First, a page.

Friday, November 23, 2007

The Preparation of Nurse Faculty: Who Should Teach Students?

The Preparation of Nurse Faculty: Who Should Teach Students?

Jean B. Ivey, DSN, CRNP

History of Nursing Doctoral Education

The preferred level of preparation for nursing faculty is the doctoral level. Doctor of philosophy (PhD) programs predominate in nursing, and -- recently -- the doctor of nursing practice (DNP) has been supported for nurses who wish to focus on clinical practice, rather than research. What preparation do these programs provide for teaching undergraduate and graduate students? What qualifications should faculty possess? Is a recent graduate of a typical PhD program prepared to develop a curriculum, plan classroom and online classes, write exam questions, plan clinical practice experiences, and evaluate student performance?

A historical review of the development of doctoral education in nursing is beyond the scope of this article, but it is important to note that its foundations were in the education doctorate (EdD). This preparation route might not have fostered research into nursing phenomena and nursing issues, but it did prepare educators who could write curricula, develop effective teaching strategies, and evaluate student learning skillfully.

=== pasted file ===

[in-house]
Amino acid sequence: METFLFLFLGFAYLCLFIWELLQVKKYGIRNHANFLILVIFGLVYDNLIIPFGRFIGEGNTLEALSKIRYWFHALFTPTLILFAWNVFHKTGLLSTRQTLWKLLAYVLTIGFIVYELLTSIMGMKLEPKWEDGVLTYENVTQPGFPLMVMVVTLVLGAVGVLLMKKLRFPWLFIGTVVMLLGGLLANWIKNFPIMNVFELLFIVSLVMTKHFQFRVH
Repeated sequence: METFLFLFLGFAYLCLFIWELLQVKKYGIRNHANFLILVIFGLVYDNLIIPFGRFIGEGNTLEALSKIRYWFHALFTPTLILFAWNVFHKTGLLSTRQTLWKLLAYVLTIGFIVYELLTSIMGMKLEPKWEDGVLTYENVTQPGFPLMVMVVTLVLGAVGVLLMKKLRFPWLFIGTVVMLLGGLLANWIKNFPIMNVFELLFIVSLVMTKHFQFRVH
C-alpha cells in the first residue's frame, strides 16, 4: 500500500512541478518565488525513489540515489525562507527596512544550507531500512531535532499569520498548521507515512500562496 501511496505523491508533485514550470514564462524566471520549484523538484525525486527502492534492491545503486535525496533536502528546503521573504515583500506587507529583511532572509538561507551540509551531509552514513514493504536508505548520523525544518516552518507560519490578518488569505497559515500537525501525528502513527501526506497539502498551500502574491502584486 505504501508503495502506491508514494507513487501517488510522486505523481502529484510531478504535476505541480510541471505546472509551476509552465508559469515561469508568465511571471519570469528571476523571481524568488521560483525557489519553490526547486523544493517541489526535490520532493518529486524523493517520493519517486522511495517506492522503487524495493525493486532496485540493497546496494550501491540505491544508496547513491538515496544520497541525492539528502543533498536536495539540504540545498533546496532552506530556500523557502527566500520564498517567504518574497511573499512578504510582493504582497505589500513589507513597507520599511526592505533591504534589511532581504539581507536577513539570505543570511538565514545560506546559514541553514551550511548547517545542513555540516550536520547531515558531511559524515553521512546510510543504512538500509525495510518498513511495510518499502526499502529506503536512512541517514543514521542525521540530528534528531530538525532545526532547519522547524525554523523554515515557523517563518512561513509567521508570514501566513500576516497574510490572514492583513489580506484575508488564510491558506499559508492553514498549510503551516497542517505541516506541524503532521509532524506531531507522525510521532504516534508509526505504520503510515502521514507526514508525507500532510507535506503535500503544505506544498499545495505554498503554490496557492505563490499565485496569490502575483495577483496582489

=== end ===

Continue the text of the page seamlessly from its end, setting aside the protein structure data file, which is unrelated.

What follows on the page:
The development of doctoral programs in nursing then took divergent paths into the doctor of nursing (DNS), the doctor of nursing science (DNSc), the nursing doctor (ND), and the doctor of science in nursing (DSN). These degrees were said to be more clinically focused, hence more concerned with nursing issues and nursing practice. Curricula included nursing theory and strong research and statistics components. Later options to focus on clinical practice, administration, and education were added as role tracks.

The PhD was developed to prepare nurse researchers and nurse leaders needed by the profession. Statistics, research design, theory development, informatics, health policy, and outcomes measurement were emphasized. The addition of content on qualitative methods, consideration of the context of phenomena, and appropriate measures for these designs were significant in the development of nursing research. These programs were initially conceived as built on the foundation of a traditional master's degree program, which frequently included some "education" courses.

However, many master's degree programs converted rapidly from curricula that boasted several options into nurse practitioner (NP) programs. Both the administration and education options were downplayed, if not completely dropped, as the demand for NP programs increased. At the same time, administration and education majors were no longer emphasized and were seen as less essential to PhD students because of their research focus. NP programs were focused on clinical practice, with fewer hours and emphasis on theory and research.

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